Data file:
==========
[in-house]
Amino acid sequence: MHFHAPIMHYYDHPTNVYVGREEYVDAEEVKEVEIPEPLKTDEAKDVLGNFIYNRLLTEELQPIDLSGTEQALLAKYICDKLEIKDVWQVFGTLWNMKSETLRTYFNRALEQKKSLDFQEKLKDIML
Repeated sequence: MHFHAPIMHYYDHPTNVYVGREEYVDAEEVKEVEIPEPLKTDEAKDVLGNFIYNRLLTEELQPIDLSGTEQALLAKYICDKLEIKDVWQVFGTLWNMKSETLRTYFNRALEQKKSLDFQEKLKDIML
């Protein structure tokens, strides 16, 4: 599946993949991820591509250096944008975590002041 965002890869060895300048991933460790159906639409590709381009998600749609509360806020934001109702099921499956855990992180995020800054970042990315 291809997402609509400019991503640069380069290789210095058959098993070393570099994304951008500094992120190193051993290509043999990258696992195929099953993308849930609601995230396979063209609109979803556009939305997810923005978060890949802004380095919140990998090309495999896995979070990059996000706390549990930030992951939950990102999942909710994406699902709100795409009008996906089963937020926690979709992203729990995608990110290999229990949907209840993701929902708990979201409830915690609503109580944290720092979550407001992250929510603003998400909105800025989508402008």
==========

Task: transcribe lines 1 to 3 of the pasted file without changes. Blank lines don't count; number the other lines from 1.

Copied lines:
[in-house]
Amino acid sequence: MHFHAPIMHYYDHPTNVYVGREEYVDAEEVKEVEIPEPLKTDEAKDVLGNFIYNRLLTEELQPIDLSGTEQALLAKYICDKLEIKDVWQVFGTLWNMKSETLRTYFNRALEQKKSLDFQEKLKDIML
Repeated sequence: MHFHAPIMHYYDHPTNVYVGREEYVDAEEVKEVEIPEPLKTDEAKDVLGNFIYNRLLTEELQPIDLSGTEQALLAKYICDKLEIKDVWQVFGTLWNMKSETLRTYFNRALEQKKSLDFQEKLKDIML